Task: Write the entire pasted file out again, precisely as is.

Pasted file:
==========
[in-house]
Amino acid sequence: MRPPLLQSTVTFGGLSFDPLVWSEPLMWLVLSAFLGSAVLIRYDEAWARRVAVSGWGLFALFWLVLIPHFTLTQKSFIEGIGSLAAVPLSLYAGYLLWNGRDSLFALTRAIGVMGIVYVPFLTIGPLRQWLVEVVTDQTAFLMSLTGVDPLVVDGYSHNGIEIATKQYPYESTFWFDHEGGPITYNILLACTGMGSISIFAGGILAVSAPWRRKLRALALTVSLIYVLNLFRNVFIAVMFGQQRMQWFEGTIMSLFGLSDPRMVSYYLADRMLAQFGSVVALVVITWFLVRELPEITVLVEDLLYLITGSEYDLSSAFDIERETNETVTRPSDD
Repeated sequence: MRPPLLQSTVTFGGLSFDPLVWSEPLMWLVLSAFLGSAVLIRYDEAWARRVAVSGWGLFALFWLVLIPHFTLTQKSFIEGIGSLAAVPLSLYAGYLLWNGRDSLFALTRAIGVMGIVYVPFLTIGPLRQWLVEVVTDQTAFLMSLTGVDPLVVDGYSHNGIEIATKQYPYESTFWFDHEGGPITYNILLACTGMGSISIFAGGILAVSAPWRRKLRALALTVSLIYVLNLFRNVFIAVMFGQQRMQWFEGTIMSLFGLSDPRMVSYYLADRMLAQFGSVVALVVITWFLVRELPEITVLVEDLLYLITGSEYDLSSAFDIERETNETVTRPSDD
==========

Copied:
[in-house]
Amino acid sequence: MRPPLLQSTVTFGGLSFDPLVWSEPLMWLVLSAFLGSAVLIRYDEAWARRVAVSGWGLFALFWLVLIPHFTLTQKSFIEGIGSLAAVPLSLYAGYLLWNGRDSLFALTRAIGVMGIVYVPFLTIGPLRQWLVEVVTDQTAFLMSLTGVDPLVVDGYSHNGIEIATKQYPYESTFWFDHEGGPITYNILLACTGMGSISIFAGGILAVSAPWRRKLRALALTVSLIYVLNLFRNVFIAVMFGQQRMQWFEGTIMSLFGLSDPRMVSYYLADRMLAQFGSVVALVVITWFLVRELPEITVLVEDLLYLITGSEYDLSSAFDIERETNETVTRPSDD
Repeated sequence: MRPPLLQSTVTFGGLSFDPLVWSEPLMWLVLSAFLGSAVLIRYDEAWARRVAVSGWGLFALFWLVLIPHFTLTQKSFIEGIGSLAAVPLSLYAGYLLWNGRDSLFALTRAIGVMGIVYVPFLTIGPLRQWLVEVVTDQTAFLMSLTGVDPLVVDGYSHNGIEIATKQYPYESTFWFDHEGGPITYNILLACTGMGSISIFAGGILAVSAPWRRKLRALALTVSLIYVLNLFRNVFIAVMFGQQRMQWFEGTIMSLFGLSDPRMVSYYLADRMLAQFGSVVALVVITWFLVRELPEITVLVEDLLYLITGSEYDLSSAFDIERETNETVTRPSDD